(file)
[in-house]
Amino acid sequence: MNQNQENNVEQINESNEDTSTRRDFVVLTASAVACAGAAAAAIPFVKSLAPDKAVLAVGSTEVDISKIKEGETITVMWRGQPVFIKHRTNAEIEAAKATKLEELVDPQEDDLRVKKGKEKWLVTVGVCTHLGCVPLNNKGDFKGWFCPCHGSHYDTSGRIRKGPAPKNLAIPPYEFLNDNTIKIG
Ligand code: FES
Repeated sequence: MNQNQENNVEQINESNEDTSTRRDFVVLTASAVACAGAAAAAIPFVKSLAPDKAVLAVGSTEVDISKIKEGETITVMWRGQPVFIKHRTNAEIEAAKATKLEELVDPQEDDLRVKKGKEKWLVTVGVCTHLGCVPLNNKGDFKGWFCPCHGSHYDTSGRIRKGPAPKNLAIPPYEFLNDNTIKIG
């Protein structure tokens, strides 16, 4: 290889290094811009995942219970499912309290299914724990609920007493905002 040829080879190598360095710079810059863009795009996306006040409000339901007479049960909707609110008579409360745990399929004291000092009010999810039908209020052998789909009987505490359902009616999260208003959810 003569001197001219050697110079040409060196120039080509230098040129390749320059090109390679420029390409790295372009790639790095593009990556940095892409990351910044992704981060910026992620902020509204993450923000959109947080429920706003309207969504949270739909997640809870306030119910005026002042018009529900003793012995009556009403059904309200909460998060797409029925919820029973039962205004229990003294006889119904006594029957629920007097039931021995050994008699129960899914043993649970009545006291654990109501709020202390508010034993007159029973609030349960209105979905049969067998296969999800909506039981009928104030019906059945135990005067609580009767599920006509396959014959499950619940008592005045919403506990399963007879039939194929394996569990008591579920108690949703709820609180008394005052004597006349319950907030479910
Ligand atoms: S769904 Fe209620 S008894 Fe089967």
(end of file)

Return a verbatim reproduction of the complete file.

[in-house]
Amino acid sequence: MNQNQENNVEQINESNEDTSTRRDFVVLTASAVACAGAAAAAIPFVKSLAPDKAVLAVGSTEVDISKIKEGETITVMWRGQPVFIKHRTNAEIEAAKATKLEELVDPQEDDLRVKKGKEKWLVTVGVCTHLGCVPLNNKGDFKGWFCPCHGSHYDTSGRIRKGPAPKNLAIPPYEFLNDNTIKIG
Ligand code: FES
Repeated sequence: MNQNQENNVEQINESNEDTSTRRDFVVLTASAVACAGAAAAAIPFVKSLAPDKAVLAVGSTEVDISKIKEGETITVMWRGQPVFIKHRTNAEIEAAKATKLEELVDPQEDDLRVKKGKEKWLVTVGVCTHLGCVPLNNKGDFKGWFCPCHGSHYDTSGRIRKGPAPKNLAIPPYEFLNDNTIKIG
């Protein structure tokens, strides 16, 4: 290889290094811009995942219970499912309290299914724990609920007493905002 040829080879190598360095710079810059863009795009996306006040409000339901007479049960909707609110008579409360745990399929004291000092009010999810039908209020052998789909009987505490359902009616999260208003959810 003569001197001219050697110079040409060196120039080509230098040129390749320059090109390679420029390409790295372009790639790095593009990556940095892409990351910044992704981060910026992620902020509204993450923000959109947080429920706003309207969504949270739909997640809870306030119910005026002042018009529900003793012995009556009403059904309200909460998060797409029925919820029973039962205004229990003294006889119904006594029957629920007097039931021995050994008699129960899914043993649970009545006291654990109501709020202390508010034993007159029973609030349960209105979905049969067998296969999800909506039981009928104030019906059945135990005067609580009767599920006509396959014959499950619940008592005045919403506990399963007879039939194929394996569990008591579920108690949703709820609180008394005052004597006349319950907030479910
Ligand atoms: S769904 Fe209620 S008894 Fe089967």